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There's Now An App To Report Sightings Of Invasive Species

Martin Jambon
Yellow starthistle is one of 50 plants and animals that the Washington Invasive Species Council is trying to keep track of.

Sightings of invasive thistles, moths and wild pigs can now be reported using a smartphone app launched this week by the Washington Invasive Species Council. The idea is to get more eyes and ears on certain plants and animals that are considered destructive to the local environment.

Users of the Washington Invasives App will be able to take a photo of plants and animals that they think might not belong here. Experts will then identify the species before uploading the photos to a statewide map.

Kaleen Cottingham, director of the Washington State Recreation and Conservation office, says the goal is to track the spread of the state’s 50 priority species, and to keep extra eyeballs out for those that appear to be creeping this way from other states, like the zebra and quagga mussels that have clogged pipes and damaged boats in the Great Lakes.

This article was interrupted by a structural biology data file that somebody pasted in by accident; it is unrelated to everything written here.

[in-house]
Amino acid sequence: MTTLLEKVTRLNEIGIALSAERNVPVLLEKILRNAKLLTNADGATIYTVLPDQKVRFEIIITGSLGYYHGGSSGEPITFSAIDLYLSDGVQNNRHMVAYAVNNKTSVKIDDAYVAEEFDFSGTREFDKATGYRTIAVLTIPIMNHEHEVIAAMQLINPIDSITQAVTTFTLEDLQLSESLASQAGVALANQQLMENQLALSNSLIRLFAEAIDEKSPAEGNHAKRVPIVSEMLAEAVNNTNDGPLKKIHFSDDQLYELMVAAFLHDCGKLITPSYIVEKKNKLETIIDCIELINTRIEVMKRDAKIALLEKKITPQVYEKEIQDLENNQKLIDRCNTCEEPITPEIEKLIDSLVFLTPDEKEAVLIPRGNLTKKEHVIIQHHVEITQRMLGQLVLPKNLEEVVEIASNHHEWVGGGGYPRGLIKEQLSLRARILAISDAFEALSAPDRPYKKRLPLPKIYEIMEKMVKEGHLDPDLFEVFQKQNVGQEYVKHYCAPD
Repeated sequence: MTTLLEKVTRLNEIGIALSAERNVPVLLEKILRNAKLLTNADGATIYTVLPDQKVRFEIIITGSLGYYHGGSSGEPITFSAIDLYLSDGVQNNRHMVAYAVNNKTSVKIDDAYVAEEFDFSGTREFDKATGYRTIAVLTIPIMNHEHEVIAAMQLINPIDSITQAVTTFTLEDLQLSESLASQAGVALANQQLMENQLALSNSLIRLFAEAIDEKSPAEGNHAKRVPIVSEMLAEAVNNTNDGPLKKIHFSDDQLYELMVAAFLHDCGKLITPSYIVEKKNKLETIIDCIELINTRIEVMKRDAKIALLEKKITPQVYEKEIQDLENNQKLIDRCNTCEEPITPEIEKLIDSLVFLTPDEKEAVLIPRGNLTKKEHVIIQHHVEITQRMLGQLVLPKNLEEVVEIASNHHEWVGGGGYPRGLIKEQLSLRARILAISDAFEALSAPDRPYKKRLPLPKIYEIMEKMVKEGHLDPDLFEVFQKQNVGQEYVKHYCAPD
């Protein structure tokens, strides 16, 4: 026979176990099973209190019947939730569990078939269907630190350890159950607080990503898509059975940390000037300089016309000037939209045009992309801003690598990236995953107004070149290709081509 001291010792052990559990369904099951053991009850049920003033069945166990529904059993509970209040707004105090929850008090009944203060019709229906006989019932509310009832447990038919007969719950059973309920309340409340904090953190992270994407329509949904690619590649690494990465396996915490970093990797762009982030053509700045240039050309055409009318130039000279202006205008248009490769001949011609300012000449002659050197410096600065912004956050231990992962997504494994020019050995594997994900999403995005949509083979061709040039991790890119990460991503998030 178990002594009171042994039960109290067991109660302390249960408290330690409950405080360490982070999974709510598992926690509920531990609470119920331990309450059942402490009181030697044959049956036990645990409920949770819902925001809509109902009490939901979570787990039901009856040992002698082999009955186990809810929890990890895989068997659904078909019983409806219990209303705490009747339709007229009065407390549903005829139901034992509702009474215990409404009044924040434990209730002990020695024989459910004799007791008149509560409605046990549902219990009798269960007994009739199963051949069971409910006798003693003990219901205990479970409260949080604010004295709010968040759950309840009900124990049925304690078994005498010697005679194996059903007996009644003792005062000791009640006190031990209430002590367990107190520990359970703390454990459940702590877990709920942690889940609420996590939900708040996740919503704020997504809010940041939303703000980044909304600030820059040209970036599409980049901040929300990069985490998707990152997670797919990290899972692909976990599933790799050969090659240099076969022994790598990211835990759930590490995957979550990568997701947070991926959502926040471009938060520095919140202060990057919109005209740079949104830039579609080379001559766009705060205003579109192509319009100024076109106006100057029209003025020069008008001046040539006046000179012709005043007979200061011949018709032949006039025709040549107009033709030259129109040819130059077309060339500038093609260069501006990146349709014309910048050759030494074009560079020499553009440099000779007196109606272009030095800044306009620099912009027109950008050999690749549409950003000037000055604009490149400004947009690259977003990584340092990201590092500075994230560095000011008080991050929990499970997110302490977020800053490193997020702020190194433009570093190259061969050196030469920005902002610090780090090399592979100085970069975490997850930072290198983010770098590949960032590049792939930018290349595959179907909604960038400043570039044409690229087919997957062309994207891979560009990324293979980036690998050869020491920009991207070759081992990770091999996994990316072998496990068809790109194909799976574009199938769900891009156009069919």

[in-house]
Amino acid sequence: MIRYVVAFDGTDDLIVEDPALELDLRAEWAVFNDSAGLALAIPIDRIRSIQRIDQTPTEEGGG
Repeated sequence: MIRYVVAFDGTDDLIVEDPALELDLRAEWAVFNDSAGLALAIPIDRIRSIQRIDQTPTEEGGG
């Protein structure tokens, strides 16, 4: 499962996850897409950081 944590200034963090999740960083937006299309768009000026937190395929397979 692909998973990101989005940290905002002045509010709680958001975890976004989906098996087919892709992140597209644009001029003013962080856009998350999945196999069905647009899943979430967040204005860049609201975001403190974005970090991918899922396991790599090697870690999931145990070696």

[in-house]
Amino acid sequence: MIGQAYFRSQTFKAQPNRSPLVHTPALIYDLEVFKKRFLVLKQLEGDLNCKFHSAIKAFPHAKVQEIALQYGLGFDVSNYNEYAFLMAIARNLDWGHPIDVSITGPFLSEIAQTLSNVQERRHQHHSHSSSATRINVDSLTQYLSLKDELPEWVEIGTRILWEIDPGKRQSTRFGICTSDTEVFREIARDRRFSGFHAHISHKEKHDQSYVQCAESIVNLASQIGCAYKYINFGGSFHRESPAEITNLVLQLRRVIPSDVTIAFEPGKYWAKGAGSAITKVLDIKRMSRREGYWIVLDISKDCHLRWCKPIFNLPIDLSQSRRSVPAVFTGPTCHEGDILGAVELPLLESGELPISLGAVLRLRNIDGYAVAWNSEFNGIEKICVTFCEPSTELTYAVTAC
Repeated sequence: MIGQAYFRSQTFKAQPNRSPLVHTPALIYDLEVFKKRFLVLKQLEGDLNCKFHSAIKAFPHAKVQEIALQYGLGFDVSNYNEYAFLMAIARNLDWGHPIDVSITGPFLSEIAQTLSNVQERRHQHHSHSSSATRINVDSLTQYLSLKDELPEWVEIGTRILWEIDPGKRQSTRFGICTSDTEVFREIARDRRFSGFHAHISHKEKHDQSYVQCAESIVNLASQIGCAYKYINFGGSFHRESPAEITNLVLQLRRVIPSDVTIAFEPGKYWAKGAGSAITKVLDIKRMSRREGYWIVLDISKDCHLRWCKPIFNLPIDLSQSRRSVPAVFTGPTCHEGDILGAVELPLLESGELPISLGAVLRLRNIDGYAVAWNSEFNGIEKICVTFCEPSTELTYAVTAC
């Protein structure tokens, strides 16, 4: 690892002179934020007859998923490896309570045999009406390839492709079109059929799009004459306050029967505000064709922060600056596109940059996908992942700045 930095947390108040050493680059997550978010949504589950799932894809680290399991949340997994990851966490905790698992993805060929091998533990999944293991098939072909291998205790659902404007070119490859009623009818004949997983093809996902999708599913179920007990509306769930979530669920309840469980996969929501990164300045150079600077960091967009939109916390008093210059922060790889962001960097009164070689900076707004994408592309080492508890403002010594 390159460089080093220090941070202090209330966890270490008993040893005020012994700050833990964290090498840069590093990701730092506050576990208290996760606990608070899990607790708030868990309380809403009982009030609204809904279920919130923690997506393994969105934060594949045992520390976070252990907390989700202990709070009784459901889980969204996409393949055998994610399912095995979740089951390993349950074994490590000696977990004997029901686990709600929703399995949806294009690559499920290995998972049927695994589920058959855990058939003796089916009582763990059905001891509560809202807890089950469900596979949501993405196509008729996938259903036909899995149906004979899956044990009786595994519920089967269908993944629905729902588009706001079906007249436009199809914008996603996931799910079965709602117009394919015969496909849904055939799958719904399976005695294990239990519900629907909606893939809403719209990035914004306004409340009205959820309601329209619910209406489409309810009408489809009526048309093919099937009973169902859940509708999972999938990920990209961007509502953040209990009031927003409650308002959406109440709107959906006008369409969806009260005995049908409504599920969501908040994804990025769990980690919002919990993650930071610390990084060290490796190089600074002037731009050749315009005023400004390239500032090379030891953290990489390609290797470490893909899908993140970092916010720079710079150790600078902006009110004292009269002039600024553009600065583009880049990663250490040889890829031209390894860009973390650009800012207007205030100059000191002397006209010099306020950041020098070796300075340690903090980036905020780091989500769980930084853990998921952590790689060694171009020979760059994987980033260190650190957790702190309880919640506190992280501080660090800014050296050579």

It's starting to show up on boats that have been brought in from other places.

"We're very nervous about that," said Cottingham. "We don't have some of the other invasive species that they see in the Great Lakes, but we have our own problems here, whether it's Japanese knotweed choking out salmon recovery areas, or English ivy taking over our parks."

They cause millions of dollars in crop loss, out-compete native vegetation, and are expensive to control. The Washington Invasive Species Council hopes the app will help people learn to identify and report invasive species, and maybe even shave off some of the millions of dollars that the state spends each year dealing with some of them.